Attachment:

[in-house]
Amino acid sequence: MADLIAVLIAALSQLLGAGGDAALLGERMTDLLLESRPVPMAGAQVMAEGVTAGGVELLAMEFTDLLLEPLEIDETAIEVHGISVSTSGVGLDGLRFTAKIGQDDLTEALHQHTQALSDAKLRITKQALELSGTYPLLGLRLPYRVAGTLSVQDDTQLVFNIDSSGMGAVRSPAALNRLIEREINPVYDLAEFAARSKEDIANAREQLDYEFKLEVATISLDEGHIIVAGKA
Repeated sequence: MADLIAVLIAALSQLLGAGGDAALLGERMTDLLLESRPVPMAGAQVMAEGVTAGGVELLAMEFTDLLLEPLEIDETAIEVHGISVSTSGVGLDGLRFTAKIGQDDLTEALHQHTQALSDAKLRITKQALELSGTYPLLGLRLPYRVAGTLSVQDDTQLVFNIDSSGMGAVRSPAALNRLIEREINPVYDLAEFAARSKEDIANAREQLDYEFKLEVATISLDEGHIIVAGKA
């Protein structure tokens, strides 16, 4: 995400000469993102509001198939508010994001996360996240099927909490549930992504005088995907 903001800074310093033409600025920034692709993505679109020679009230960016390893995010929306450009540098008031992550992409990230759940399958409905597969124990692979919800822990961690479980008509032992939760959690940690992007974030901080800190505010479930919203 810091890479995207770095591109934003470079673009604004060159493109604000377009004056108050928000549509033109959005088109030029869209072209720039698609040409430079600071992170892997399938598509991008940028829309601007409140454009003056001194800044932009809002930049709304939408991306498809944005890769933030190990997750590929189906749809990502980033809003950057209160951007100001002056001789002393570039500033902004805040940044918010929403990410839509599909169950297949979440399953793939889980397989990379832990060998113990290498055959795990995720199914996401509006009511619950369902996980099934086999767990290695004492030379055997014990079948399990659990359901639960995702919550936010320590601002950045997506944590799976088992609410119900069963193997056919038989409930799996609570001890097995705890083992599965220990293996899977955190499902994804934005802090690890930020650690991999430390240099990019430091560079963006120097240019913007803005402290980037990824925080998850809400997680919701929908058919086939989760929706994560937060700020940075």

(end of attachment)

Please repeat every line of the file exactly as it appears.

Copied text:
[in-house]
Amino acid sequence: MADLIAVLIAALSQLLGAGGDAALLGERMTDLLLESRPVPMAGAQVMAEGVTAGGVELLAMEFTDLLLEPLEIDETAIEVHGISVSTSGVGLDGLRFTAKIGQDDLTEALHQHTQALSDAKLRITKQALELSGTYPLLGLRLPYRVAGTLSVQDDTQLVFNIDSSGMGAVRSPAALNRLIEREINPVYDLAEFAARSKEDIANAREQLDYEFKLEVATISLDEGHIIVAGKA
Repeated sequence: MADLIAVLIAALSQLLGAGGDAALLGERMTDLLLESRPVPMAGAQVMAEGVTAGGVELLAMEFTDLLLEPLEIDETAIEVHGISVSTSGVGLDGLRFTAKIGQDDLTEALHQHTQALSDAKLRITKQALELSGTYPLLGLRLPYRVAGTLSVQDDTQLVFNIDSSGMGAVRSPAALNRLIEREINPVYDLAEFAARSKEDIANAREQLDYEFKLEVATISLDEGHIIVAGKA
């Protein structure tokens, strides 16, 4: 995400000469993102509001198939508010994001996360996240099927909490549930992504005088995907 903001800074310093033409600025920034692709993505679109020679009230960016390893995010929306450009540098008031992550992409990230759940399958409905597969124990692979919800822990961690479980008509032992939760959690940690992007974030901080800190505010479930919203 810091890479995207770095591109934003470079673009604004060159493109604000377009004056108050928000549509033109959005088109030029869209072209720039698609040409430079600071992170892997399938598509991008940028829309601007409140454009003056001194800044932009809002930049709304939408991306498809944005890769933030190990997750590929189906749809990502980033809003950057209160951007100001002056001789002393570039500033902004805040940044918010929403990410839509599909169950297949979440399953793939889980397989990379832990060998113990290498055959795990995720199914996401509006009511619950369902996980099934086999767990290695004492030379055997014990079948399990659990359901639960995702919550936010320590601002950045997506944590799976088992609410119900069963193997056919038989409930799996609570001890097995705890083992599965220990293996899977955190499902994804934005802090690890930020650690991999430390240099990019430091560079963006120097240019913007803005402290980037990824925080998850809400997680919701929908058919086939989760929706994560937060700020940075």